Posted on: 1 October 2013

Digital Rare Book:
Annie Besant - An autobiography
Published by T. Fisher Unwin, London - 1893

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Annie Besant (née Wood)
by Walter Stoneman
bromide print, circa 1890
6 1/2 in. x 4 7/8 in. (165 mm x 123 mm)

Source: National Portrait Gallery

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A Lady whom i thought , under stood THE HINDUISM! to my surprise.. She even doesn't know it, but to, who knows it!As i'm posting all this, is becoz, she is (was) of the belief that. she can believe in! BUT by only EXPERIENCEING IT! and now ou are reading about her..

@Gnanananda... this book was published in 1893, and thus it is about Annie Besant's experiences before settling in India and gravitating toward the Theosophists' hybrid vision of Hinduism. Of course, a lot happened to her after her arrival in India. People should not confuse her idea of Hinduism, however, with the devotion of Sister Nivedita (another Irishwoman) and some of the other Western followers of Swami Vivekananda. The Western disciples of Vivekananda were much more serious devotees, and also closer to the core ideals of Sanatana Dharma.

James W. Hoover: Have you given a thought to as to why Theosophy was so incredibly popular (almost cool!) in its early days in to its absolute irrelevance today? Honestly, most of their books were a mishmash of ideas picked up from various ancient cultures. My grandfather was a token I have seen these books around my house since childhood. I have always suspected it to be more of a 'charismatic white woman who respectfully espouses ideals strangely familiar to Hindus' sort-of-a-phenomenon as the main factor for its popularity during the colonial days. Similar to the manner in which the present Dalai Lama is fashionable amongst the urban Indians (many of whom have no clue about Buddhism). Many seem like him because all the celebrities seem to like him. It would be interesting to know your opinion?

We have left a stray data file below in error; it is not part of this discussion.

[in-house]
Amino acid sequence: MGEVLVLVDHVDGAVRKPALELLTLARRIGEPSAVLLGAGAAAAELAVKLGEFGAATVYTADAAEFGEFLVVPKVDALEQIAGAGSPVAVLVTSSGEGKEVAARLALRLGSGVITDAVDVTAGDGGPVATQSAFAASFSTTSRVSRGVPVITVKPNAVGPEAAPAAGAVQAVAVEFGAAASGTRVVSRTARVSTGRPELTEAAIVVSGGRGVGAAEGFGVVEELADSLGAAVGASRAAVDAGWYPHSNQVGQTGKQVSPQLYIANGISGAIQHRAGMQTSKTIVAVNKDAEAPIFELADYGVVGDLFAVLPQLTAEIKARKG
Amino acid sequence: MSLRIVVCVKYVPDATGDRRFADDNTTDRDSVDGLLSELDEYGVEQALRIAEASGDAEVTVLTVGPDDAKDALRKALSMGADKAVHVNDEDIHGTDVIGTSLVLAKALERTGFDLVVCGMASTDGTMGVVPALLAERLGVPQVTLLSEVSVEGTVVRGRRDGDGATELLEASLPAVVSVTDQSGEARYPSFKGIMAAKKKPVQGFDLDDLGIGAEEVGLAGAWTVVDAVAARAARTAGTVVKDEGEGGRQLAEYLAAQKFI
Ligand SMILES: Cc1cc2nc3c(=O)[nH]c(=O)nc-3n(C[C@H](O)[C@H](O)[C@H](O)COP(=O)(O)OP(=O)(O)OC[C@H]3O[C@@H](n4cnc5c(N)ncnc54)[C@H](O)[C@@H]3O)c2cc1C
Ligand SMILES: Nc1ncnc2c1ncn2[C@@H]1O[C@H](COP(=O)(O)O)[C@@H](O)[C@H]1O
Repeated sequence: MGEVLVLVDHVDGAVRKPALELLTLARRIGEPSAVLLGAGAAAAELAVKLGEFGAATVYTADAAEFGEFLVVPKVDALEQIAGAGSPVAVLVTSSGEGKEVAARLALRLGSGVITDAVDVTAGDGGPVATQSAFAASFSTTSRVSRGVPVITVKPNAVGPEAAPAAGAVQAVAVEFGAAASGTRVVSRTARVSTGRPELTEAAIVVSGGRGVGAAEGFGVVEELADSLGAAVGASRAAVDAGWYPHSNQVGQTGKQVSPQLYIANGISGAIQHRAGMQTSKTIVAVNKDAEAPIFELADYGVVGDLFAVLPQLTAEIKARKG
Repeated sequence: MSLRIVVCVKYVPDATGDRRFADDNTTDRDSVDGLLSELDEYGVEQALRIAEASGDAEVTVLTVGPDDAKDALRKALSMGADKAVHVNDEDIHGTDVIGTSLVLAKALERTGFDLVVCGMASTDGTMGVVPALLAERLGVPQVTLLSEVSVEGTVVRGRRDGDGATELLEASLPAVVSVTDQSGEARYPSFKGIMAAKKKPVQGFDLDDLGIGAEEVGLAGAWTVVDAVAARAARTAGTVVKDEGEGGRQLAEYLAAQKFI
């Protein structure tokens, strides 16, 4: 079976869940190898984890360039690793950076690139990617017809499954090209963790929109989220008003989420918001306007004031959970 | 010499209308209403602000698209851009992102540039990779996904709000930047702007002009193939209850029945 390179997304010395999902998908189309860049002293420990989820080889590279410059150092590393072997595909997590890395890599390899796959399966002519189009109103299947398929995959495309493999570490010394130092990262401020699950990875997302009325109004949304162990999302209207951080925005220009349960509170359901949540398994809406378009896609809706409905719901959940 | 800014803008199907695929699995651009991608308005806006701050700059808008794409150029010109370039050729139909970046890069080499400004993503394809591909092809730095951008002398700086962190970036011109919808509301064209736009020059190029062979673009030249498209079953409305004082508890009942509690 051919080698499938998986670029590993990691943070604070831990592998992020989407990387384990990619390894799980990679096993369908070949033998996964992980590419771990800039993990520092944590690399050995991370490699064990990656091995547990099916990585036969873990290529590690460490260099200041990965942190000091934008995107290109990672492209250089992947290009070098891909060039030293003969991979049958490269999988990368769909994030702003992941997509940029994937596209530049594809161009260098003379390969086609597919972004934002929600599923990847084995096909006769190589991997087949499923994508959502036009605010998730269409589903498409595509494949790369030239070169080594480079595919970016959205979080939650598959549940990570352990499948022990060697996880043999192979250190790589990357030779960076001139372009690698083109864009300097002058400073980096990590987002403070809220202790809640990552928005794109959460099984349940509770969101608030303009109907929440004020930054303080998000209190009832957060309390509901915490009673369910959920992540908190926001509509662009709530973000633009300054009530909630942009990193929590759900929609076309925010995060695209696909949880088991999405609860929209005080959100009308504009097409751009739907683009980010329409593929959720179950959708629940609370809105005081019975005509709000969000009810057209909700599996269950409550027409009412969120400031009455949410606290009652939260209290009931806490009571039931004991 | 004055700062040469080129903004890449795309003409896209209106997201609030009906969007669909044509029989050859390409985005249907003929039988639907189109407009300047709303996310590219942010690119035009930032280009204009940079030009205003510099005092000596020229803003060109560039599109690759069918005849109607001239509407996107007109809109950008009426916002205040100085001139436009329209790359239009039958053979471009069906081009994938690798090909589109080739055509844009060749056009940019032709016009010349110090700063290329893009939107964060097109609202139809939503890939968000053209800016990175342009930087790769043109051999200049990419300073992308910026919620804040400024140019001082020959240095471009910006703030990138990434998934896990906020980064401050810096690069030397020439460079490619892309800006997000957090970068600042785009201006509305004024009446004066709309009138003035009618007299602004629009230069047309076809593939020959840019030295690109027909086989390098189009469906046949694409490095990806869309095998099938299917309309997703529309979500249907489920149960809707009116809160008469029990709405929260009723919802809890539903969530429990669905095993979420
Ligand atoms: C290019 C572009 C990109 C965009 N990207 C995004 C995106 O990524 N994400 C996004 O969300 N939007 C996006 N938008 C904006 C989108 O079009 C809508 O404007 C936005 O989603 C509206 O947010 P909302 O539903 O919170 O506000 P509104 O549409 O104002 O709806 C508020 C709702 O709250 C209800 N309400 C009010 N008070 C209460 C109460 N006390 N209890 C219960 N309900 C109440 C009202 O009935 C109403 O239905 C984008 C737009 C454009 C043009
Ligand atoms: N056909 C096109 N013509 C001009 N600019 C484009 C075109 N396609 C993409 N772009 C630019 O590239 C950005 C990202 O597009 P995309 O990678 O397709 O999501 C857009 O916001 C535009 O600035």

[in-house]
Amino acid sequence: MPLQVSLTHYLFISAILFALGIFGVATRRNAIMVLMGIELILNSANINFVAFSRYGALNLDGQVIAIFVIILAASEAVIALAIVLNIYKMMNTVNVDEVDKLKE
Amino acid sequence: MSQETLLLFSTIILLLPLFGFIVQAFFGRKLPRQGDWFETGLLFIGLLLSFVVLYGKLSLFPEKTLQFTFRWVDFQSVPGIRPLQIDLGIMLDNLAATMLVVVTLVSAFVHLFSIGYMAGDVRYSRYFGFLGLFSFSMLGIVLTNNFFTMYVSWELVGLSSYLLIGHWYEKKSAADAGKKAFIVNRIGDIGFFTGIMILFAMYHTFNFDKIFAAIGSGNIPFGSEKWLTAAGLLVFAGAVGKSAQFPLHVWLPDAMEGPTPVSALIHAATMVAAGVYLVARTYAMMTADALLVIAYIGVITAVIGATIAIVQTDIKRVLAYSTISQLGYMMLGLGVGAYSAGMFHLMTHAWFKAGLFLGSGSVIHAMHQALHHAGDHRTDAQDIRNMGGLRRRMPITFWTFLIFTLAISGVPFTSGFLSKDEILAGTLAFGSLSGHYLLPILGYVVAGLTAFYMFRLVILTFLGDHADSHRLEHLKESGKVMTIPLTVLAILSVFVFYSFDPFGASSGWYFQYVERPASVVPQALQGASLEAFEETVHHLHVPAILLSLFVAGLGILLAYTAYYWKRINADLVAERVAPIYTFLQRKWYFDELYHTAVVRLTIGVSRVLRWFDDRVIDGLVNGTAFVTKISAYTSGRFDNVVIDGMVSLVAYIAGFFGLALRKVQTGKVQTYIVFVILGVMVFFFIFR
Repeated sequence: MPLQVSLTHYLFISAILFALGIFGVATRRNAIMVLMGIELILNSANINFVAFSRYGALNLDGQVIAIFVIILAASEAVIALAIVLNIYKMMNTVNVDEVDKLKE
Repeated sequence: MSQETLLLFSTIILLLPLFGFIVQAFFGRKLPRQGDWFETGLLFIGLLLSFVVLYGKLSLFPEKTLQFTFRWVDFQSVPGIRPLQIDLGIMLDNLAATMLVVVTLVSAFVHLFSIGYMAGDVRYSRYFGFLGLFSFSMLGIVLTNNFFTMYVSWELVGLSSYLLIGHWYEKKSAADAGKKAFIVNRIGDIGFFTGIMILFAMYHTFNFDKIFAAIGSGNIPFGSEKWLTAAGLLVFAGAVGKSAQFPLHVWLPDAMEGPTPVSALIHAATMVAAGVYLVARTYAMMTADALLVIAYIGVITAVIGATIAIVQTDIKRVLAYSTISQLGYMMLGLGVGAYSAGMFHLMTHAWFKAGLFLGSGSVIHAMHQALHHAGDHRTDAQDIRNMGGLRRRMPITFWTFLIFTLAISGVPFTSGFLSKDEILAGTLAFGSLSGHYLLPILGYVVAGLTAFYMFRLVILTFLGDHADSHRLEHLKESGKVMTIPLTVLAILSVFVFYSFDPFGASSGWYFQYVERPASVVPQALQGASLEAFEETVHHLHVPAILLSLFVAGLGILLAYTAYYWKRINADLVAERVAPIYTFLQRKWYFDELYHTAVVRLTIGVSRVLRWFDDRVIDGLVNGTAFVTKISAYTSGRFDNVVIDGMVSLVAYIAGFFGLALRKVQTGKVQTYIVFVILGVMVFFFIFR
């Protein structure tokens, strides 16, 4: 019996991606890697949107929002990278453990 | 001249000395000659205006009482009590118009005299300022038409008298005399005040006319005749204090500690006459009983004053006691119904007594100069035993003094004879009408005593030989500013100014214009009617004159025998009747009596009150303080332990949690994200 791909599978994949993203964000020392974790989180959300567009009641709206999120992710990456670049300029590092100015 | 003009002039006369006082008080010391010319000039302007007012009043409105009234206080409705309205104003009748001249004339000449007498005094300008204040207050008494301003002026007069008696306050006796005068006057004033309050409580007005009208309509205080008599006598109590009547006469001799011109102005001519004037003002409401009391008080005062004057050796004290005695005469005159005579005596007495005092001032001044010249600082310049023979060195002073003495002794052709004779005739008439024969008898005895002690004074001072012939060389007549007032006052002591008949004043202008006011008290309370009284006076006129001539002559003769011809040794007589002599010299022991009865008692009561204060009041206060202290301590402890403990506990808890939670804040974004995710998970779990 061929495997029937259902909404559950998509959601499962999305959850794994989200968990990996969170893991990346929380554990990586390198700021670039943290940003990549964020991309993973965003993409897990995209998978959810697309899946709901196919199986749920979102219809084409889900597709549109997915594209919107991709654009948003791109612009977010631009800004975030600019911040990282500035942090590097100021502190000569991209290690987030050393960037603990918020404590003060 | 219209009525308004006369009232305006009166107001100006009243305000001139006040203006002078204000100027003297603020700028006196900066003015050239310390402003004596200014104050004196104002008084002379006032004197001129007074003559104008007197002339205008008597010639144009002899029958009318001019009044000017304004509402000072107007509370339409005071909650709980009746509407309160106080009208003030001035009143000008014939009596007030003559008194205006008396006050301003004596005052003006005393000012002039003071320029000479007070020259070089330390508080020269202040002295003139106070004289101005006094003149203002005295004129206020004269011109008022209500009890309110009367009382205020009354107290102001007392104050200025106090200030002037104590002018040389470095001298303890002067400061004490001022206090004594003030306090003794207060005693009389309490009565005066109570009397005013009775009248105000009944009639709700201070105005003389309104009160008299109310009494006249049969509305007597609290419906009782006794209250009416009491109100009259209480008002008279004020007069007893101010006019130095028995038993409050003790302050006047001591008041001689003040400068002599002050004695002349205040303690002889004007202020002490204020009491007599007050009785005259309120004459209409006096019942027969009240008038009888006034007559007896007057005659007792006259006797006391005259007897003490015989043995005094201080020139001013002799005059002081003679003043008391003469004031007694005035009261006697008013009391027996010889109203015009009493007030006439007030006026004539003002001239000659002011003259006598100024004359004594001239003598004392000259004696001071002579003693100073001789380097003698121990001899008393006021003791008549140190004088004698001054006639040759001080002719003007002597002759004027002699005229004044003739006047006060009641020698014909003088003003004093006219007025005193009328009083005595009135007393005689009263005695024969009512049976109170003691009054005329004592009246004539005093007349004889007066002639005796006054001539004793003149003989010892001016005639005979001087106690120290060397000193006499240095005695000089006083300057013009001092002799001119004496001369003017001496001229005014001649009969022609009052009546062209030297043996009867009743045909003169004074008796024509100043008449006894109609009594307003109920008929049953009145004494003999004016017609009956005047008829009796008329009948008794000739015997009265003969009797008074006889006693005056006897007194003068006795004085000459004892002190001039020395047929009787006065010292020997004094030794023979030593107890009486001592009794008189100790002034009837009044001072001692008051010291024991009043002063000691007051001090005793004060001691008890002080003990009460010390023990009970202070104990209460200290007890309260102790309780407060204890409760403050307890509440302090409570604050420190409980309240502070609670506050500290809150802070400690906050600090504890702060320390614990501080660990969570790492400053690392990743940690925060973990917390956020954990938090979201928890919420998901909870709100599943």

First, I am not a Theosophist, although I have conducted work at their library. I suspect the Theosophists were popular because they were new, they were foreign, they had money (a lot of it), and they were critical of the Raj at a critical time. However, I doubt if most Indians (like most early Theosophists) understood the personality cult and convoluted, ever-changing "theology" that was taking shape around Madame Blavatsky. This is why I differentiate the TS from people like Sister Nivedita. However, as I make use of the TS's wonderfully-preserved library (which also takes care of thousands of Indian manuscripts no one else could take care of so well right now), I won't attack their beliefs. Theosophy is an almost entirely intellectual movement, and as such its popularity is quite limited. Theosophy presumes a certain level of education, wealth, and leisure for study. However, I can't explain my full views regarding Theosophy because they're far too complicated. The nature of the movement is such that you would have to explain it, too, and nothing about the TS (especially in its early days) was simple and straightforward. It was an organization full of secrets and scandals, and moreover one that deliberately shrouded itself in mystery and fomented inner circles and cabals. But all that is deep in the past, now, and the Adyar Library is a wonderful place to work.

Thank you Dr.James W. Hoover! I appreciate your perspectives. But I believe the greatest contribution of Annie Beasant and the Theosophical Society was to give the world an extraordinary man like Jiddu Krishnamurthi. His schools yet stand out as an oasis in the present educational system - both my children have studied there.

@ james Thats what me too want to tell.. Is they may be close, but they are not.

The key moment in Theosophical history is when Krishnamurti stands next to Annie Besant and tells the world he is not who she claims he is.